Correction to This Article
This article misstated some elements of the case presented by federal prosecutors. In the first trial, prosecutors contended that Darrick Jackson omitted his Muslim name from a job application to conceal his ties to a local imam. That trial ended in a hung jury. In the retrial, prosecutors did not specifically argue that Jackson was trying to conceal his tie to the imam.

Air Base Ex-Guard Convicted of Hiding Muslim Name

By Henri E. Cauvin
Washington Post Staff Writer
Saturday, June 28, 2008

A Southeast Washington man who did not disclose his Muslim name on an application for a job as a private security guard at Andrews Air Force Base was convicted yesterday of making a false statement.

Darrick Jackson, 38, left his Muslim name off the application, prosecutors said, to conceal his ties to a local imam known for inflammatory comments.

Jackson, whose first trial ended last year with a hung jury, was tried again this week in federal court in Greenbelt. After deliberating for about a day and a half, the jury found Jackson guilty.

He faces up to five years in prison. U.S. District Judge Deborah K. Chasanow, who presided over the trial, is scheduled to sentence Jackson on Sept. 22.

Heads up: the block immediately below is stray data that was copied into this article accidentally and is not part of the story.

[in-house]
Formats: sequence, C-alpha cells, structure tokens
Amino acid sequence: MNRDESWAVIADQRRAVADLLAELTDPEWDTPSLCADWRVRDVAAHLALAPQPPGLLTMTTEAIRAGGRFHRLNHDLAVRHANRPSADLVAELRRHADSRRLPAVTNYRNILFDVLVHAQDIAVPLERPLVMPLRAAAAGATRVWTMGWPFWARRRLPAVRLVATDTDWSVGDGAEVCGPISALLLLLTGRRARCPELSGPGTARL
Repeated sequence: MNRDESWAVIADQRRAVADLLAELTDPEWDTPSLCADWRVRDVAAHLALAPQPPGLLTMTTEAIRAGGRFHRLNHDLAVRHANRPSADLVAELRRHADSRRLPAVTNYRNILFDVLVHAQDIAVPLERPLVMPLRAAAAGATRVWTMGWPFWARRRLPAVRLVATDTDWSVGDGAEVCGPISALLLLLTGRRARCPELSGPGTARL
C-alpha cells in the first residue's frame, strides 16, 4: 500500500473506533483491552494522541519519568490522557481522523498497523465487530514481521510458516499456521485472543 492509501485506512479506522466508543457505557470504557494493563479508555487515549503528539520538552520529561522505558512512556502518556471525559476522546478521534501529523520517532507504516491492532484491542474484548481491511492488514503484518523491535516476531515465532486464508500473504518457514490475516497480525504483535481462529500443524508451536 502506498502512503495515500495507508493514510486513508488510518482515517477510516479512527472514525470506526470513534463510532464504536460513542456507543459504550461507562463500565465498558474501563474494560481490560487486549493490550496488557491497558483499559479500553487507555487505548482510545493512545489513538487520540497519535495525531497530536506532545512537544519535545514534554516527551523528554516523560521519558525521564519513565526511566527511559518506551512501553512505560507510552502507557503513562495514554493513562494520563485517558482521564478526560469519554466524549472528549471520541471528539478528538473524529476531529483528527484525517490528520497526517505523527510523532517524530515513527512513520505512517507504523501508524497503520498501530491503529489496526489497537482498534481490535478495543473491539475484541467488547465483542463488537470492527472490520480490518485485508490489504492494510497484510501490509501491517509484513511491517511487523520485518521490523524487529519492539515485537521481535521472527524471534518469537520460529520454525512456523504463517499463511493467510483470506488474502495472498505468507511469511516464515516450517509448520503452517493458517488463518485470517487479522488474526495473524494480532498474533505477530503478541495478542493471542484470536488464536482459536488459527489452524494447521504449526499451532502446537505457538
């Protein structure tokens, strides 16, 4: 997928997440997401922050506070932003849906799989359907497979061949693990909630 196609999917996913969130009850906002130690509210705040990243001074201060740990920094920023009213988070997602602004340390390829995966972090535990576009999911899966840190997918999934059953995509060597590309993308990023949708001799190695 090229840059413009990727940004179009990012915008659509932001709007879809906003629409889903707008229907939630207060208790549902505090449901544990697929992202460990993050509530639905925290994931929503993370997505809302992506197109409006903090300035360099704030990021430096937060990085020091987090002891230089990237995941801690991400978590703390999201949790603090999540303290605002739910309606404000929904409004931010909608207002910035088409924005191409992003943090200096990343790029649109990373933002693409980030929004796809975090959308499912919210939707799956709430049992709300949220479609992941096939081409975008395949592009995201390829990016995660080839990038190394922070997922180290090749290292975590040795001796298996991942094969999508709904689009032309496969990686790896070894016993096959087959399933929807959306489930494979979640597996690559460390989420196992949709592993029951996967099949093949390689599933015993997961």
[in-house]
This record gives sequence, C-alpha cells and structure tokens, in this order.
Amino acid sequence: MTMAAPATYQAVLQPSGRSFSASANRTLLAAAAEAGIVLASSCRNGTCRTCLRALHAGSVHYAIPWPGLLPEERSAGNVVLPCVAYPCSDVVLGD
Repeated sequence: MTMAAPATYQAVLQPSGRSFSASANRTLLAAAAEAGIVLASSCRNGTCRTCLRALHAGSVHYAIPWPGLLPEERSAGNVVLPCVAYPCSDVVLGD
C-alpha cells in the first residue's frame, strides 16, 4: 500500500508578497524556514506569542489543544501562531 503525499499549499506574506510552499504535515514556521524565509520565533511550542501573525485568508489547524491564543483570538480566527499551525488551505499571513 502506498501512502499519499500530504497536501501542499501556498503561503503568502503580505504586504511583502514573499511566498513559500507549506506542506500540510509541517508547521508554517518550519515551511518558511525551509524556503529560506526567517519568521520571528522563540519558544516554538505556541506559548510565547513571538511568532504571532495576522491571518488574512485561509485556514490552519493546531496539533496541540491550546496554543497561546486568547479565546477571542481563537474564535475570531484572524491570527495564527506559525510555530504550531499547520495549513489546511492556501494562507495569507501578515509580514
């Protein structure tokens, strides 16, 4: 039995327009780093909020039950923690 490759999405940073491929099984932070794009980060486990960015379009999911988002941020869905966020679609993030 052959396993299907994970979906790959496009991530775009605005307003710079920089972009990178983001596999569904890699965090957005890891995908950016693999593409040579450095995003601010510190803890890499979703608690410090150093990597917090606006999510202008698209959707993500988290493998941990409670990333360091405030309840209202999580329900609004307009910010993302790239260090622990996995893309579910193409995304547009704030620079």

Jackson was trying to avoid being linked to Abdul Alim Musa, prosecutors said. Musa has led a mosque in Southeast for almost 20 years and is known for his provocative comments about the United States, Israel and other subjects.

Jackson's attorney, John Chamble, has argued that his client misunderstood the question -- "Have you ever used or been known by another name?" -- thinking it referred to a woman's maiden name.

But assistant U.S. attorneys David I. Salem and Emily Glatfelter said the omission during a 2005 background investigation was a deliberate attempt to keep his ties to Musa and the mosque secret.

On the application, Jackson indicated that he had no other names. And in an interview with an investigator from the U.S. Office of Personnel Management, Jackson did not disclose any other names, prosecutors said. Jackson also is known as Abdul-Jalil Mohammad, prosecutors said. (In some prosecution filings, the last part of Jackson's Muslim name is spelled "Mohammed.")

In an interview last night, Musa said the prosecution was "hassling Muslims."

"We regard all of this as just harassment, just the federal government playing around," Musa said.

The U.S. attorney for Maryland, Rod J. Rosenstein, has defended the prosecution of Jackson, saying it is not about the defendant's religion but about ensuring the security of U.S. government installations.

© 2008 The Washington Post Company